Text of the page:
To achieve this, they have invested €2 billion in China from 2001-2005.

Their biggest investment to date forms part of the Nanjing Chemical Industry Park (NCIP). In April 2003, the Chinese central government approved the establishment of the park and at 45km2, NCIP will be the biggest chemical industry park in China. In comparison, the Shanghai Chemical Industry Park is around 30km2 and the BASF site in Ludwigshafen 7km2.

* The leather industry in Greater China is expected to grow faster than the global average

* While it is expected that there will be a slow down in the establishment of new tanneries, currently less than 10% of existing tanneries produce more than one million m2/year, accounting for nearly 30% of total production in Greater China

* Tanneries expect intensive technical service

* The geographic location of tanneries is along the Chinese coast with more than 60% of leather production concentrated in five provinces. For the most part, these are small-to-medium sized tanneries with a ‘craftsman’ structure

* There is increasing awareness by local governments regarding environmental issues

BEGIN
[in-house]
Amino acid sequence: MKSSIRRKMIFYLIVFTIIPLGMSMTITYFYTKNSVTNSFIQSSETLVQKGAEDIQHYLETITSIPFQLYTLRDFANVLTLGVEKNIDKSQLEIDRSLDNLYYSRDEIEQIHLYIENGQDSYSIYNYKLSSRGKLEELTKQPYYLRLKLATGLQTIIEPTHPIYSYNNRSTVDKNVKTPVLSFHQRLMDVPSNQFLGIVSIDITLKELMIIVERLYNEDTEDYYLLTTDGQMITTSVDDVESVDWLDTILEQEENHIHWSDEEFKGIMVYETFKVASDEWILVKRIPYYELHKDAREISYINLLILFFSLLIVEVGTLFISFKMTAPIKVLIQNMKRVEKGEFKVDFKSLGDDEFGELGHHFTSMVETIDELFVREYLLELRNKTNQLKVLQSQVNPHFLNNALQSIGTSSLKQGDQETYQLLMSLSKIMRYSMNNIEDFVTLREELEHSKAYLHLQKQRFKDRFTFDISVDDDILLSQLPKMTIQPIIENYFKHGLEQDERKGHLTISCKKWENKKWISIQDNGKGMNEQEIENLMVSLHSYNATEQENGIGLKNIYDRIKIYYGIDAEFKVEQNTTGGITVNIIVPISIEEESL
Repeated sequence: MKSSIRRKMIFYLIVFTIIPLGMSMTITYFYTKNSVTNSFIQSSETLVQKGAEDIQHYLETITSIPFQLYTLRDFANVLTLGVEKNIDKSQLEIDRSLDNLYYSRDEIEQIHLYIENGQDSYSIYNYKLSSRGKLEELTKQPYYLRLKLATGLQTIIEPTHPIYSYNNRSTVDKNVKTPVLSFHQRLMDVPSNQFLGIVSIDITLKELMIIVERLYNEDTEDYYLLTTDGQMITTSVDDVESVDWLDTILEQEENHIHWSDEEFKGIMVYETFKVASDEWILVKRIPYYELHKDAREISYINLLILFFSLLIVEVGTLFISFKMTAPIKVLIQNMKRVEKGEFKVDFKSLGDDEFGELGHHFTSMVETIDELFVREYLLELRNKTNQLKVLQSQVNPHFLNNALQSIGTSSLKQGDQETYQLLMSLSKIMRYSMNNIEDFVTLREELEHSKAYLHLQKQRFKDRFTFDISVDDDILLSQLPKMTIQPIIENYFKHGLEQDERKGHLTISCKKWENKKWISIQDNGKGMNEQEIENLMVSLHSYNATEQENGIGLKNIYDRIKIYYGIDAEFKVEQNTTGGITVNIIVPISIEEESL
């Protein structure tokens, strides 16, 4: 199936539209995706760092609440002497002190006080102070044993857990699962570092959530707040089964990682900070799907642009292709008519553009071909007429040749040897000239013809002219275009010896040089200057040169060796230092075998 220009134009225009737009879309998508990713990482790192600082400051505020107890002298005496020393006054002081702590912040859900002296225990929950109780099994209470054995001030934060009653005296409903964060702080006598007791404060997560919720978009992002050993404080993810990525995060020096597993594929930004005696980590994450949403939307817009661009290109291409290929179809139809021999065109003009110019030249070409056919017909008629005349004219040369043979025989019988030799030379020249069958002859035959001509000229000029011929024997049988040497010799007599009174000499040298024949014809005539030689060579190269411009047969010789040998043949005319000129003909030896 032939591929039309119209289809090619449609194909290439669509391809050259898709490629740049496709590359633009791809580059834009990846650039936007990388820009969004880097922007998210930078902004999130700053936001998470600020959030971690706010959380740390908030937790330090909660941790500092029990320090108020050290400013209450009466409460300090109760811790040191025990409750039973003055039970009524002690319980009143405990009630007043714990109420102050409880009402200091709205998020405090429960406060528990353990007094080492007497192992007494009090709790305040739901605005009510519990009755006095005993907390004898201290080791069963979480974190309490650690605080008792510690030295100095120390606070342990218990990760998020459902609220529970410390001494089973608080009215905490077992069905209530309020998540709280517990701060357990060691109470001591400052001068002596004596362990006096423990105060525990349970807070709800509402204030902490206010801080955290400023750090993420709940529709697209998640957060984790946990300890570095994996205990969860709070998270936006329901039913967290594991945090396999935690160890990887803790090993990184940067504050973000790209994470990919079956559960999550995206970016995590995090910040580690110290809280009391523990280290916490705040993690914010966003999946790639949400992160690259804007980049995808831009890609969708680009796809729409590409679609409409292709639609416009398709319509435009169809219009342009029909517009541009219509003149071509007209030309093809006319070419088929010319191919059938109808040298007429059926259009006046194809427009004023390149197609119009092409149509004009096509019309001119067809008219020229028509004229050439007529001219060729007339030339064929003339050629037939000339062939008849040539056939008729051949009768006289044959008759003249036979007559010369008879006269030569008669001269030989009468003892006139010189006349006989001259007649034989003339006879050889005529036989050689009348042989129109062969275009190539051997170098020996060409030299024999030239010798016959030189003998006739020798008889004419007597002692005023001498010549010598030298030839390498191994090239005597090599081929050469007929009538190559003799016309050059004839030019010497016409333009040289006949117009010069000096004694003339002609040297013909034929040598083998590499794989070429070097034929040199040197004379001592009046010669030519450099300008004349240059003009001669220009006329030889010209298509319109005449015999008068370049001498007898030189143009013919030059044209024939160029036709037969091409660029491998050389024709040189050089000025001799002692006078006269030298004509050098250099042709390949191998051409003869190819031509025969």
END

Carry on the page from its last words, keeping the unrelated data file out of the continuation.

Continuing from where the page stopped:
* The driving force for the industry continues to be the demand for shoes

* Increased growth in the automotive leather segment

* There is an ongoing high demand for imported raw hides

At BACC Shanghai, an assortment of 120 products are manufactured for five different industries. The declared aim is for quality which equals BASF global standards and matches customer needs. Productivity has shown a rapid upward curve with a 300% improvement since start-up in 1997. There has been a 70% improvement since 2001.

On the subject of health and safety, they are proud of their record, with zero downtime due to accident or injury. Safety training and emergency drills are held twice a year and there is a safety knowledge examination for all operators.

BACC started life as a joint-venture with Shanghai Dyestuff Company but has been an independent entity since 2000. With constant growth and investment, BACC now believe they are continuing this period of growth when all their hard work will come to fruition. They are not about to rest on their laurels and ongoing projects will see:

* Enlargement of the polymerisation line by 10,000 tons

* Introduction of new technology for tanning agents